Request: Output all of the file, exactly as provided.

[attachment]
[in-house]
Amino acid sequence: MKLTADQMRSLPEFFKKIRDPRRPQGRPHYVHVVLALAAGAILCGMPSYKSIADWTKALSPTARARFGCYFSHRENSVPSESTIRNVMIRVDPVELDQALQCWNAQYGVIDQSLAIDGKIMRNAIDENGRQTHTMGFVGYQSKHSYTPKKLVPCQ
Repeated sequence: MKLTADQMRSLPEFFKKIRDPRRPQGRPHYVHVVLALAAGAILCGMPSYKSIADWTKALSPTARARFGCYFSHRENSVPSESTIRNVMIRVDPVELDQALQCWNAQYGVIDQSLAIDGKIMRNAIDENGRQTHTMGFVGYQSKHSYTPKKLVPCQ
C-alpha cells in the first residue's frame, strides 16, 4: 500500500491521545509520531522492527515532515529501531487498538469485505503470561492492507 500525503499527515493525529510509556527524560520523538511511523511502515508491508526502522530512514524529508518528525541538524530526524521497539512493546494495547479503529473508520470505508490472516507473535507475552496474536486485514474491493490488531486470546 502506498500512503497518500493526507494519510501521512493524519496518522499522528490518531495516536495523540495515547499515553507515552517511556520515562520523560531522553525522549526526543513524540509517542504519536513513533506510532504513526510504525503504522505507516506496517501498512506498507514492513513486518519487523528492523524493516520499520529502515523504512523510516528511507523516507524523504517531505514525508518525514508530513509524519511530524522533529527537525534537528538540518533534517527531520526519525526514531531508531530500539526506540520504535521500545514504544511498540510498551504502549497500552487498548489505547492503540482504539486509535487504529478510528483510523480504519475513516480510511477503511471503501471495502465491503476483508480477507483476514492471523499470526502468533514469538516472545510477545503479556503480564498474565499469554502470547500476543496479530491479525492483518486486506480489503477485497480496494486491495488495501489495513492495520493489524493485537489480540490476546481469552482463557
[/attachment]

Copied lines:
[in-house]
Amino acid sequence: MKLTADQMRSLPEFFKKIRDPRRPQGRPHYVHVVLALAAGAILCGMPSYKSIADWTKALSPTARARFGCYFSHRENSVPSESTIRNVMIRVDPVELDQALQCWNAQYGVIDQSLAIDGKIMRNAIDENGRQTHTMGFVGYQSKHSYTPKKLVPCQ
Repeated sequence: MKLTADQMRSLPEFFKKIRDPRRPQGRPHYVHVVLALAAGAILCGMPSYKSIADWTKALSPTARARFGCYFSHRENSVPSESTIRNVMIRVDPVELDQALQCWNAQYGVIDQSLAIDGKIMRNAIDENGRQTHTMGFVGYQSKHSYTPKKLVPCQ
C-alpha cells in the first residue's frame, strides 16, 4: 500500500491521545509520531522492527515532515529501531487498538469485505503470561492492507 500525503499527515493525529510509556527524560520523538511511523511502515508491508526502522530512514524529508518528525541538524530526524521497539512493546494495547479503529473508520470505508490472516507473535507475552496474536486485514474491493490488531486470546 502506498500512503497518500493526507494519510501521512493524519496518522499522528490518531495516536495523540495515547499515553507515552517511556520515562520523560531522553525522549526526543513524540509517542504519536513513533506510532504513526510504525503504522505507516506496517501498512506498507514492513513486518519487523528492523524493516520499520529502515523504512523510516528511507523516507524523504517531505514525508518525514508530513509524519511530524522533529527537525534537528538540518533534517527531520526519525526514531531508531530500539526506540520504535521500545514504544511498540510498551504502549497500552487498548489505547492503540482504539486509535487504529478510528483510523480504519475513516480510511477503511471503501471495502465491503476483508480477507483476514492471523499470526502468533514469538516472545510477545503479556503480564498474565499469554502470547500476543496479530491479525492483518486486506480489503477485497480496494486491495488495501489495513492495520493489524493485537489480540490476546481469552482463557